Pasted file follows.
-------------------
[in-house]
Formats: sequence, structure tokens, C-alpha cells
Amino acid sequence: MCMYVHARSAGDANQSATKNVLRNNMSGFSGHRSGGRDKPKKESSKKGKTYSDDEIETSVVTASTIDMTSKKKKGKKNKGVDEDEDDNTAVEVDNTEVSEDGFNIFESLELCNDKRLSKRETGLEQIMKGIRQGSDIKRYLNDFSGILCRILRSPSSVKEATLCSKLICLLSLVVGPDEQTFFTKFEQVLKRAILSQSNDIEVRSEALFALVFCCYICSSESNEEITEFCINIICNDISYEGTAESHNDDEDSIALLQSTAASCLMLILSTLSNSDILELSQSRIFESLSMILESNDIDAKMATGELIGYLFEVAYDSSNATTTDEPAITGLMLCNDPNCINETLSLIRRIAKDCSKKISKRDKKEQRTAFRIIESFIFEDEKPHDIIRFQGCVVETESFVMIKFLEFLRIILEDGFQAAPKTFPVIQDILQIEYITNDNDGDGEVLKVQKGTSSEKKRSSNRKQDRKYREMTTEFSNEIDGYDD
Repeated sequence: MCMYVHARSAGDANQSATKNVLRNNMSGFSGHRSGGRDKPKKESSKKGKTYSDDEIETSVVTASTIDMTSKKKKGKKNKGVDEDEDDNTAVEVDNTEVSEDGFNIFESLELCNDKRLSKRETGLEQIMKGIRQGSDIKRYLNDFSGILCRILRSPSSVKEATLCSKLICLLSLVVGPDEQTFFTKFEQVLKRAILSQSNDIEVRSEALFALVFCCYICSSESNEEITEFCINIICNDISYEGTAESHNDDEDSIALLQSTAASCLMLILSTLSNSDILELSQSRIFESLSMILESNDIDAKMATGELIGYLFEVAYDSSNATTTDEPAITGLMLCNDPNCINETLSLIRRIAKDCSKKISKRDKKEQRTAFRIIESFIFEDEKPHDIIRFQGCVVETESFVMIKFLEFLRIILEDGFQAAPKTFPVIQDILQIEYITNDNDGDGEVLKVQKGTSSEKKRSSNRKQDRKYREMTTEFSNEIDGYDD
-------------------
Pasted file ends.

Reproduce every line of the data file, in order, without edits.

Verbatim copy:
[in-house]
Formats: sequence, structure tokens, C-alpha cells
Amino acid sequence: MCMYVHARSAGDANQSATKNVLRNNMSGFSGHRSGGRDKPKKESSKKGKTYSDDEIETSVVTASTIDMTSKKKKGKKNKGVDEDEDDNTAVEVDNTEVSEDGFNIFESLELCNDKRLSKRETGLEQIMKGIRQGSDIKRYLNDFSGILCRILRSPSSVKEATLCSKLICLLSLVVGPDEQTFFTKFEQVLKRAILSQSNDIEVRSEALFALVFCCYICSSESNEEITEFCINIICNDISYEGTAESHNDDEDSIALLQSTAASCLMLILSTLSNSDILELSQSRIFESLSMILESNDIDAKMATGELIGYLFEVAYDSSNATTTDEPAITGLMLCNDPNCINETLSLIRRIAKDCSKKISKRDKKEQRTAFRIIESFIFEDEKPHDIIRFQGCVVETESFVMIKFLEFLRIILEDGFQAAPKTFPVIQDILQIEYITNDNDGDGEVLKVQKGTSSEKKRSSNRKQDRKYREMTTEFSNEIDGYDD
Repeated sequence: MCMYVHARSAGDANQSATKNVLRNNMSGFSGHRSGGRDKPKKESSKKGKTYSDDEIETSVVTASTIDMTSKKKKGKKNKGVDEDEDDNTAVEVDNTEVSEDGFNIFESLELCNDKRLSKRETGLEQIMKGIRQGSDIKRYLNDFSGILCRILRSPSSVKEATLCSKLICLLSLVVGPDEQTFFTKFEQVLKRAILSQSNDIEVRSEALFALVFCCYICSSESNEEITEFCINIICNDISYEGTAESHNDDEDSIALLQSTAASCLMLILSTLSNSDILELSQSRIFESLSMILESNDIDAKMATGELIGYLFEVAYDSSNATTTDEPAITGLMLCNDPNCINETLSLIRRIAKDCSKKISKRDKKEQRTAFRIIESFIFEDEKPHDIIRFQGCVVETESFVMIKFLEFLRIILEDGFQAAPKTFPVIQDILQIEYITNDNDGDGEVLKVQKGTSSEKKRSSNRKQDRKYREMTTEFSNEIDGYDD